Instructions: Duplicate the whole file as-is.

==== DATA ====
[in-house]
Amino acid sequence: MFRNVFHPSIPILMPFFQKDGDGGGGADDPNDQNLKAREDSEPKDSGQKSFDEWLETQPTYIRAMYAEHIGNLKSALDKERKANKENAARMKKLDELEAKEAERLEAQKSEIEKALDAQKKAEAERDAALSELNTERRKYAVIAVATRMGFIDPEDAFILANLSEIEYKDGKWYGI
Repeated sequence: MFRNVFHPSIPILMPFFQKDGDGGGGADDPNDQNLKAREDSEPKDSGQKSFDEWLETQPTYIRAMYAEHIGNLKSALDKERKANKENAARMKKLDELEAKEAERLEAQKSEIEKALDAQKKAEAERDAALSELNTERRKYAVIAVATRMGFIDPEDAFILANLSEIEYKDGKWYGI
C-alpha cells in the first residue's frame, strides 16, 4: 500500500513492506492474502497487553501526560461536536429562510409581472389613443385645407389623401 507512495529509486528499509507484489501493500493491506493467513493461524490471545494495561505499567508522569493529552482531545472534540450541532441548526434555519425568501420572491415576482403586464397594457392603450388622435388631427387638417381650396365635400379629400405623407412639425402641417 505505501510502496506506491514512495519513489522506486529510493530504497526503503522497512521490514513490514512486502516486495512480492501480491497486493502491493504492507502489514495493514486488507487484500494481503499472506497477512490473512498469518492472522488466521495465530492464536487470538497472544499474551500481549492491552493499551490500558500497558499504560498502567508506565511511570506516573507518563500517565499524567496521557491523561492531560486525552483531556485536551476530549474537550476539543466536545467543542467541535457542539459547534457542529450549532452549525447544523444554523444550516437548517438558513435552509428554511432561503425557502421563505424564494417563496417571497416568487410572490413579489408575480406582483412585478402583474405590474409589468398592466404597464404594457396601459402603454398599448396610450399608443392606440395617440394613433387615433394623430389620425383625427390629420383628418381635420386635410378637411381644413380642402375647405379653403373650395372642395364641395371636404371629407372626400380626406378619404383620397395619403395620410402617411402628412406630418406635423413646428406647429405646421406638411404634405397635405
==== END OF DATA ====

[in-house]
Amino acid sequence: MFRNVFHPSIPILMPFFQKDGDGGGGADDPNDQNLKAREDSEPKDSGQKSFDEWLETQPTYIRAMYAEHIGNLKSALDKERKANKENAARMKKLDELEAKEAERLEAQKSEIEKALDAQKKAEAERDAALSELNTERRKYAVIAVATRMGFIDPEDAFILANLSEIEYKDGKWYGI
Repeated sequence: MFRNVFHPSIPILMPFFQKDGDGGGGADDPNDQNLKAREDSEPKDSGQKSFDEWLETQPTYIRAMYAEHIGNLKSALDKERKANKENAARMKKLDELEAKEAERLEAQKSEIEKALDAQKKAEAERDAALSELNTERRKYAVIAVATRMGFIDPEDAFILANLSEIEYKDGKWYGI
C-alpha cells in the first residue's frame, strides 16, 4: 500500500513492506492474502497487553501526560461536536429562510409581472389613443385645407389623401 507512495529509486528499509507484489501493500493491506493467513493461524490471545494495561505499567508522569493529552482531545472534540450541532441548526434555519425568501420572491415576482403586464397594457392603450388622435388631427387638417381650396365635400379629400405623407412639425402641417 505505501510502496506506491514512495519513489522506486529510493530504497526503503522497512521490514513490514512486502516486495512480492501480491497486493502491493504492507502489514495493514486488507487484500494481503499472506497477512490473512498469518492472522488466521495465530492464536487470538497472544499474551500481549492491552493499551490500558500497558499504560498502567508506565511511570506516573507518563500517565499524567496521557491523561492531560486525552483531556485536551476530549474537550476539543466536545467543542467541535457542539459547534457542529450549532452549525447544523444554523444550516437548517438558513435552509428554511432561503425557502421563505424564494417563496417571497416568487410572490413579489408575480406582483412585478402583474405590474409589468398592466404597464404594457396601459402603454398599448396610450399608443392606440395617440394613433387615433394623430389620425383625427390629420383628418381635420386635410378637411381644413380642402375647405379653403373650395372642395364641395371636404371629407372626400380626406378619404383620397395619403395620410402617411402628412406630418406635423413646428406647429405646421406638411404634405397635405